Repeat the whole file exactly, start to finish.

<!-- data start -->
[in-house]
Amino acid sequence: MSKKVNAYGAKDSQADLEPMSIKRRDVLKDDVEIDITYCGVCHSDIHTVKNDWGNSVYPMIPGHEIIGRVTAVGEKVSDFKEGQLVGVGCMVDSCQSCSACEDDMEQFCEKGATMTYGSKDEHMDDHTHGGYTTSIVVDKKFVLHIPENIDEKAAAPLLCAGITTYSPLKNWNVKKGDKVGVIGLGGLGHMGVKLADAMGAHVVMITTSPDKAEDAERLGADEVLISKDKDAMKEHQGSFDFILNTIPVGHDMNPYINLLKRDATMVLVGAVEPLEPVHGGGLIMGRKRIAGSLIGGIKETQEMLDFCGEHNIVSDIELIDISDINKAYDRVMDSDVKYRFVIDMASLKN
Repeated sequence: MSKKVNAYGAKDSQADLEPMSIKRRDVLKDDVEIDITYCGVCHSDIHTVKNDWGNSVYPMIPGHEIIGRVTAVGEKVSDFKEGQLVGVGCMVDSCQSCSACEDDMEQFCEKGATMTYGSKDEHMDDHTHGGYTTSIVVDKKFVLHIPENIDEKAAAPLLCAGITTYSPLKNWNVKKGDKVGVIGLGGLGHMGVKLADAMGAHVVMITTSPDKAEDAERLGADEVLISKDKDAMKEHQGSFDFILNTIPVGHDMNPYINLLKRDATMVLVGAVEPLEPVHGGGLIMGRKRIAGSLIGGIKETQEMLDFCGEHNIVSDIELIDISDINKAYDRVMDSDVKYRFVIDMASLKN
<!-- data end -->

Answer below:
[in-house]
Amino acid sequence: MSKKVNAYGAKDSQADLEPMSIKRRDVLKDDVEIDITYCGVCHSDIHTVKNDWGNSVYPMIPGHEIIGRVTAVGEKVSDFKEGQLVGVGCMVDSCQSCSACEDDMEQFCEKGATMTYGSKDEHMDDHTHGGYTTSIVVDKKFVLHIPENIDEKAAAPLLCAGITTYSPLKNWNVKKGDKVGVIGLGGLGHMGVKLADAMGAHVVMITTSPDKAEDAERLGADEVLISKDKDAMKEHQGSFDFILNTIPVGHDMNPYINLLKRDATMVLVGAVEPLEPVHGGGLIMGRKRIAGSLIGGIKETQEMLDFCGEHNIVSDIELIDISDINKAYDRVMDSDVKYRFVIDMASLKN
Repeated sequence: MSKKVNAYGAKDSQADLEPMSIKRRDVLKDDVEIDITYCGVCHSDIHTVKNDWGNSVYPMIPGHEIIGRVTAVGEKVSDFKEGQLVGVGCMVDSCQSCSACEDDMEQFCEKGATMTYGSKDEHMDDHTHGGYTTSIVVDKKFVLHIPENIDEKAAAPLLCAGITTYSPLKNWNVKKGDKVGVIGLGGLGHMGVKLADAMGAHVVMITTSPDKAEDAERLGADEVLISKDKDAMKEHQGSFDFILNTIPVGHDMNPYINLLKRDATMVLVGAVEPLEPVHGGGLIMGRKRIAGSLIGGIKETQEMLDFCGEHNIVSDIELIDISDINKAYDRVMDSDVKYRFVIDMASLKN